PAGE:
Data governance: a legal issue to be mastered
Governance models are not the same in all organisations, but the following broad families of practices can generally be distinguished:
- Data quality: having accurate, complete and reliable data is the cornerstone of any data-driven organisation. Without good data, a governance programme is not robust.
- Data security and compliance: this involves defining and characterising data sources according to their level of risk, and then creating secure access points, maintaining a balance between user interaction and security.
- Data stewardship: this controls how teams use data sources. Stewards lead by example to ensure access, security and quality of data.
- Data transparency: business users, but also data analysts, must be able to easily trace the origin of their data and find out if there are any particular characteristics.
Regulatory controls for financial teams
When entering into a “business relationship” with new suppliers, it is essential to have implemented a number of “onboarding” processes beforehand. These processes aim to assess the degree of compliance, risk and performance of these suppliers, but also to ensure their identity, while validating their data and bank details.
GDPR for data compliance
In addition to the notions of “Privacy by Design” and “Security by Design“, the GDPR regulation imposes new obligations on subcontractors, in particular by requiring them to draw up model contractual clauses as an appendix to the subcontract. The GDPR also stipulates how to react in the event of a personal data breach, whether it occurs within the company itself or within the premises of one of its suppliers.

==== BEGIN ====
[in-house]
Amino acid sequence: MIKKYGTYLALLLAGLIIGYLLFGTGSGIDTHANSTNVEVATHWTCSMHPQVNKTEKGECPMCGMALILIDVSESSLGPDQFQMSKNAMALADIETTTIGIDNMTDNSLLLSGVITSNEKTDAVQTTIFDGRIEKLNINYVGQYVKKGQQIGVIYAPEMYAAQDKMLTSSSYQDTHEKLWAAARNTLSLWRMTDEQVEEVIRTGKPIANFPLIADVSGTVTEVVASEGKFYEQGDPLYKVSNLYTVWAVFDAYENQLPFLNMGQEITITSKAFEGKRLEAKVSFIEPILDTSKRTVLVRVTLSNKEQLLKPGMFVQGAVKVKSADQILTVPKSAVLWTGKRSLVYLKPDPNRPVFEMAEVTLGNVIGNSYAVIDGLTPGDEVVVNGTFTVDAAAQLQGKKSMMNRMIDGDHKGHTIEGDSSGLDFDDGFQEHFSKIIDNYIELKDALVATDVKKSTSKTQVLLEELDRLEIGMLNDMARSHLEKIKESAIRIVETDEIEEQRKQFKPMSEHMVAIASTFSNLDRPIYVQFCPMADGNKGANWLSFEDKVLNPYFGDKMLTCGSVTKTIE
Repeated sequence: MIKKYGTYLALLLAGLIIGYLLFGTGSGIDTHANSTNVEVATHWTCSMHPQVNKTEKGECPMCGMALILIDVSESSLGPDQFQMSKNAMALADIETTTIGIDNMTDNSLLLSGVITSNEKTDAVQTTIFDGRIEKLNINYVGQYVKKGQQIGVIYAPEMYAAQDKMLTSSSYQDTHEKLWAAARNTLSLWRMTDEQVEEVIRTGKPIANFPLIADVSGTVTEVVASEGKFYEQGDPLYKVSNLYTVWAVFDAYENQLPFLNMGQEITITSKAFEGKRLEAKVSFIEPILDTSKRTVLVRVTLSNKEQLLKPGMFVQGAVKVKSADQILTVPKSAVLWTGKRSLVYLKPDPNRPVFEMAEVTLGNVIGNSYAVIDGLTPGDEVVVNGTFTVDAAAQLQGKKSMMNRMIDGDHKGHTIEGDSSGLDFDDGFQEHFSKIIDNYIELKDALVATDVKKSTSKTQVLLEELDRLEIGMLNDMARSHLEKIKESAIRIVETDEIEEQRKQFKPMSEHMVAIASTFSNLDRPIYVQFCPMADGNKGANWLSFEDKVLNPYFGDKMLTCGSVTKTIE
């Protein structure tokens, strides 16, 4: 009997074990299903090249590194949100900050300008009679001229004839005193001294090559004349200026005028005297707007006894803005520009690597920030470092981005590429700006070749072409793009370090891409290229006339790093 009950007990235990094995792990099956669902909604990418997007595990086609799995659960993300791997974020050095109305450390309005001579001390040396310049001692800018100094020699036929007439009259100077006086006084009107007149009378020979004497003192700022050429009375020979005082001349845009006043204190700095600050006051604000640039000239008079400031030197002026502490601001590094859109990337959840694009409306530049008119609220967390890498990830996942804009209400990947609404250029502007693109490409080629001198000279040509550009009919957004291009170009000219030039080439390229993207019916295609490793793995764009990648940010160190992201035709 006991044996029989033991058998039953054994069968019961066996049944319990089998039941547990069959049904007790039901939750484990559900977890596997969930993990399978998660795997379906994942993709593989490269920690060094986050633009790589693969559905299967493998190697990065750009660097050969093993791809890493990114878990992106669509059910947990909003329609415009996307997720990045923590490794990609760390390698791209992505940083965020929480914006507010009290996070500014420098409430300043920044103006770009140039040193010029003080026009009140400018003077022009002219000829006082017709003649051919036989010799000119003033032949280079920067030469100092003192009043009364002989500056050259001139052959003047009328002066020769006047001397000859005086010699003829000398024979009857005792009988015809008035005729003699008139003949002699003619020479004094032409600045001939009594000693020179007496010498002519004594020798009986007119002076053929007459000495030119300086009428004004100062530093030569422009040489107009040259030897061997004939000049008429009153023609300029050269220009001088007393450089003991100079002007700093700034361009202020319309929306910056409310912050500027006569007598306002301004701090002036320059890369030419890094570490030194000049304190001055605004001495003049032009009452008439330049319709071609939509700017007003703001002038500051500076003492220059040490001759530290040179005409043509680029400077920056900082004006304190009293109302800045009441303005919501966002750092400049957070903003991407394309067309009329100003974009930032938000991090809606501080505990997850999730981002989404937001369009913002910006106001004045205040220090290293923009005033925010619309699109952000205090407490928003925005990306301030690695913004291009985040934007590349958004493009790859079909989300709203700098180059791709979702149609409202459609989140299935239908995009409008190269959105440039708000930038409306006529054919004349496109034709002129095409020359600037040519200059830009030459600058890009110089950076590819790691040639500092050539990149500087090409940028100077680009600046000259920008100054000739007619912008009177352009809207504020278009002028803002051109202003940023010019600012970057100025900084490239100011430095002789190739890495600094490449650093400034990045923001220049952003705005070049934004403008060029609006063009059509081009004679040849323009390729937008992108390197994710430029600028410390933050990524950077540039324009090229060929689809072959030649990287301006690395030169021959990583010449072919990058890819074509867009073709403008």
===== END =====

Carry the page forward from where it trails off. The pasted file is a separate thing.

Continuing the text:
It is strongly advised to apply the following good practices recommended by the CNIL (French National Commission on Informatics and Liberty):
- Determine everyone’s status: principals and service providers/suppliers should define their respective roles (controller or processor) in the context of their relationship, with the aim of agreeing on their respective obligations.
- Establish a clear contract: the controller and the processor must enter into a contract which precisely defines the purpose, duration, nature and aim of the processing, as well as the categories of personal data and the categories of data subjects.
- Documenting the subcontracting activity: the controller must ensure that its subcontractor complies with the GDPR.
- Use tools that does not intrude personal data
- Guarantee the security of collected data
Data governance governed by a wide range of regulations
More globally, data governance is part of a framework that includes numerous regulations.
- The NIS Directive (Network and Information System Security): adopted by the European institutions in 2016, this directive aims to ensure a high level of security for EU companies.
- SWIFT regulation: as part of a security programme called the Customer Security Programme (CSP) launched in 2017, SWIFT aims to strengthen the security of its own network infrastructure and that of its customers.
- The Basel Accords (1, 2 and 3): these are banking regulatory agreements whose objective is to guarantee the financial soundness of banks.
- The European Banking Authority (EBA): the main task of this authority, which is independent of the EU, is to contribute, through the adoption of binding technical standards and guidelines, to the creation of a single regulatory compendium in the banking sector.
- Solvency II: this regulationSolvency II, which came into force at the beginning of 2016, is a set of rules setting out the solvency regime for insurance undertakings in the European Union.
“IT security laws require companies to put in place preventive security measures – fraud and intrusion detection – and corrective measures to know how to react in case of an attack.” – Betty Sfez, Cabinet Solegal